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Why do astronomers use astronomical units to measure distances in our solar system?
Answer 1:

An astronomical unit is like any other unit: completely arbitrary, but useful. Why do we use a foot? Or a meter? Or an inch? Or a gallon? It's just a useful way of thinking of the sizes of things. So, we have units at all different sizes. It wouldn't make much sense to measure the distance from here to Europe in inches (so we use miles), in the same way it wouldn't be useful to measure the size of an atom using inches (we use a unit called Angstroms Angstroms , which are 0.0000000001 meters). Astronomical units are just a useful way to think about the solar system relative to the distance from Earth to the Sun, because it's easy to use.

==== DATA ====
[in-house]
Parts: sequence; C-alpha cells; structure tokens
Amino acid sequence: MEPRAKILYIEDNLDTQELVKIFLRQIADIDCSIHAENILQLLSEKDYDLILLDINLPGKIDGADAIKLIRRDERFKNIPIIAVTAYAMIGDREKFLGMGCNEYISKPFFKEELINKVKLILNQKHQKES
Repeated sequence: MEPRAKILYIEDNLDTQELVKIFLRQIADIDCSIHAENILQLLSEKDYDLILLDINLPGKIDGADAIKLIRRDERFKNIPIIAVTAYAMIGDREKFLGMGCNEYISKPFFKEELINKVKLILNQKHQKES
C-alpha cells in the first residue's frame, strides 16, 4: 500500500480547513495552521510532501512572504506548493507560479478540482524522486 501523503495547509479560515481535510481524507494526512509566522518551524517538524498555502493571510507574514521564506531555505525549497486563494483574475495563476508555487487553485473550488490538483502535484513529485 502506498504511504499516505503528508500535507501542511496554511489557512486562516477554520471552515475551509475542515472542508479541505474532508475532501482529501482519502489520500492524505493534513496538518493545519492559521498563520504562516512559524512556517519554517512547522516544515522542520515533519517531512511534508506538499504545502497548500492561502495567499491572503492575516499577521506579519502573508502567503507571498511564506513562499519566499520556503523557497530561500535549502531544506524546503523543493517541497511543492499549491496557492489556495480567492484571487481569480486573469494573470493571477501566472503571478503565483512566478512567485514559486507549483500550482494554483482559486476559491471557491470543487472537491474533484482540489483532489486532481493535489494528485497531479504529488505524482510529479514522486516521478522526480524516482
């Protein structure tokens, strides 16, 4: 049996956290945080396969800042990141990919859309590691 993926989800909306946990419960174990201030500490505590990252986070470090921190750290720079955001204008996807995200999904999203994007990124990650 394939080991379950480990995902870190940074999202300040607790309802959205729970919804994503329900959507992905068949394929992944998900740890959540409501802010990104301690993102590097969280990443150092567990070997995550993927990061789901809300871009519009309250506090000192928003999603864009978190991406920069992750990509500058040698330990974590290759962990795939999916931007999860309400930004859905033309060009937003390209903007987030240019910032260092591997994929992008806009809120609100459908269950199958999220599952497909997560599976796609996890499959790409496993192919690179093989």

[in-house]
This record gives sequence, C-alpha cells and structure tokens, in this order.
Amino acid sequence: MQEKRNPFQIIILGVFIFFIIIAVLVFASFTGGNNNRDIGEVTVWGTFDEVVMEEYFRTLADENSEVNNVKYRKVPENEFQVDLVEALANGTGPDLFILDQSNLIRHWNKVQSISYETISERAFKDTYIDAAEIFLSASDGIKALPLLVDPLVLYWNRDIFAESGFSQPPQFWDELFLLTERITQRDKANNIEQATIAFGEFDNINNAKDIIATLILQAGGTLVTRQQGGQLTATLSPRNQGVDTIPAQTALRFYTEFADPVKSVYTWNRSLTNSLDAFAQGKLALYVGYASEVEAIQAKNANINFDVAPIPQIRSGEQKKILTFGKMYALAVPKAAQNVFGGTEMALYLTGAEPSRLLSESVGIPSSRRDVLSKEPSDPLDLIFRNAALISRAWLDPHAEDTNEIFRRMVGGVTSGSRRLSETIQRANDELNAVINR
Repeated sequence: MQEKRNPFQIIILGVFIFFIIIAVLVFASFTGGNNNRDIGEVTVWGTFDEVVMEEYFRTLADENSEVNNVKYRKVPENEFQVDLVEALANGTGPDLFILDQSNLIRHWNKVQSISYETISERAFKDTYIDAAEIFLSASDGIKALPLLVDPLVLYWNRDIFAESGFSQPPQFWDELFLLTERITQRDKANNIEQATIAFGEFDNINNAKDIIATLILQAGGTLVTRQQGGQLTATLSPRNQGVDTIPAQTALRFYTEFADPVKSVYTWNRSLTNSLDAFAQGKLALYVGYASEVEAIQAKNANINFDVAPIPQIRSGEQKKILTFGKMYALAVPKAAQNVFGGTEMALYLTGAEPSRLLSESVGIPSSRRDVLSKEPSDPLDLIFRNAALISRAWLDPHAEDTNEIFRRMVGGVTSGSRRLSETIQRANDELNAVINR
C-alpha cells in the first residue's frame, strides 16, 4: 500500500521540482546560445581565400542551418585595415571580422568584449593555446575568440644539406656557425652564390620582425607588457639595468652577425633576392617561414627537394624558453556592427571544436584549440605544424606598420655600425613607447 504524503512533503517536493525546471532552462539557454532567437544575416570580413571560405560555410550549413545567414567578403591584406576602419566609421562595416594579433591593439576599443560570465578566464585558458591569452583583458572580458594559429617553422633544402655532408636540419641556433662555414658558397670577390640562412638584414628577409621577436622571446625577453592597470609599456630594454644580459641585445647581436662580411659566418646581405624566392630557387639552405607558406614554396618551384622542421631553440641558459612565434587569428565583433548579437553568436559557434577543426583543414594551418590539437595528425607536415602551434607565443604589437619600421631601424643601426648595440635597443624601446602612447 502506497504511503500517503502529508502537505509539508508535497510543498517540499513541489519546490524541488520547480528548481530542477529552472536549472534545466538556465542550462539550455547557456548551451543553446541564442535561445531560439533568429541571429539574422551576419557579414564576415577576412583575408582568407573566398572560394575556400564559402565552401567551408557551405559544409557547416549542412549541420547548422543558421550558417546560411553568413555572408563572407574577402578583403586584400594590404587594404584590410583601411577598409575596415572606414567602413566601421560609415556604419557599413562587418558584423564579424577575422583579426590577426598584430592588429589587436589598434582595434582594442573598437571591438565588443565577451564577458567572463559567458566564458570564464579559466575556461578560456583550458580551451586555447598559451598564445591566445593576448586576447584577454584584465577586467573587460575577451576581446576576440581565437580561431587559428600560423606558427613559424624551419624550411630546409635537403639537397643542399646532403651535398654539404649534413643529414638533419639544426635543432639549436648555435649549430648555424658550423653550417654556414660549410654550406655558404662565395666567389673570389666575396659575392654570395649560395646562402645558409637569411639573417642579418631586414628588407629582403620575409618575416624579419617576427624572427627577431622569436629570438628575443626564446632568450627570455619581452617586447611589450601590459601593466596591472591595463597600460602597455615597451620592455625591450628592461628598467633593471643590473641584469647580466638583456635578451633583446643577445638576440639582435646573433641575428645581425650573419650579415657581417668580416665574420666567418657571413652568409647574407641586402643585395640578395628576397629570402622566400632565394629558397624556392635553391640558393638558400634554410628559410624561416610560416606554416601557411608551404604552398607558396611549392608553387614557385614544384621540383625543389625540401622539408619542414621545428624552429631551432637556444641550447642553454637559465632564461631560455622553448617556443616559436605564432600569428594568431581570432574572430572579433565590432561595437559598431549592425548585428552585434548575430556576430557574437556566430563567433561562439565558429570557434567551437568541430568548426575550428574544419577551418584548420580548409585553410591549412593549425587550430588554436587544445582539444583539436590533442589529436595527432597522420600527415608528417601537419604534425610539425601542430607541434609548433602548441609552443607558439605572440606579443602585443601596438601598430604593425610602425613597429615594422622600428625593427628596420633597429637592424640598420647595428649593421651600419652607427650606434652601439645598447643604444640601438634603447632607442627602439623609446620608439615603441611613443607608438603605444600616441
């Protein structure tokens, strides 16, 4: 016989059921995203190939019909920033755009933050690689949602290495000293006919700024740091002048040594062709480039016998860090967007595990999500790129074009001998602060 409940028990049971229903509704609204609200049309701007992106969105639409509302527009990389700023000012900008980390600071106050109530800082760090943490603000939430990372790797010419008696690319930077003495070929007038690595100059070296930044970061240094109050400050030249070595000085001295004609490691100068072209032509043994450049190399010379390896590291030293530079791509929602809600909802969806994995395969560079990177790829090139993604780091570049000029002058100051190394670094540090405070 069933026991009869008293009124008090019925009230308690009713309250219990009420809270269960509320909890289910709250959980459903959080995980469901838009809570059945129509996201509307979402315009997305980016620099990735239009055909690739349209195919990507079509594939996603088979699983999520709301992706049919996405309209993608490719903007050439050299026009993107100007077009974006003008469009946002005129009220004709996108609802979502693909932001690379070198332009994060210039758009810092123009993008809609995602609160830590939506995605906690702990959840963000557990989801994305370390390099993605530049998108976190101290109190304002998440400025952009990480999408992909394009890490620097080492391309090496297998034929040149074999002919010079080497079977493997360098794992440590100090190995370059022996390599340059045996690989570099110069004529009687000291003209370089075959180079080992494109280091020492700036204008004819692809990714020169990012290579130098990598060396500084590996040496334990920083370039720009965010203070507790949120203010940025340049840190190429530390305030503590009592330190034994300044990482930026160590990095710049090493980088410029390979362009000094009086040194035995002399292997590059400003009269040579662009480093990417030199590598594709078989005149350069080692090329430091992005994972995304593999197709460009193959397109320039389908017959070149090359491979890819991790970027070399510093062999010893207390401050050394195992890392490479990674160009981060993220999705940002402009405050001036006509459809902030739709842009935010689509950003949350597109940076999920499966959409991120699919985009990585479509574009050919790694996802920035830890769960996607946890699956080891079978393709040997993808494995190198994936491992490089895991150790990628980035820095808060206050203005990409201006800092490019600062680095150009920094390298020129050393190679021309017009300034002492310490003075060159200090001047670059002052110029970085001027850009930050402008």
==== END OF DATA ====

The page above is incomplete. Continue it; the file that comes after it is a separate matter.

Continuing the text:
For an example of how easy it is, you could either say:
- The Earth is 93000000 miles from the sun, Saturn is 890700000 miles from the sun.
- The Earth is 1AU from the sun, Saturn is 9.6AU from the sun.

When you use AU, it is easier to understand the relative distances, and that Saturn is about ten times farther from the sun.

Answer 2:

The solar system is enormous, and interstellar space is even bigger. One astronomical unit is equal to 150 million kilometers. This makes it much easier to count the distances if they're in counts of Astronomic Units instead of having to count everything in millions or billions of kilometers.


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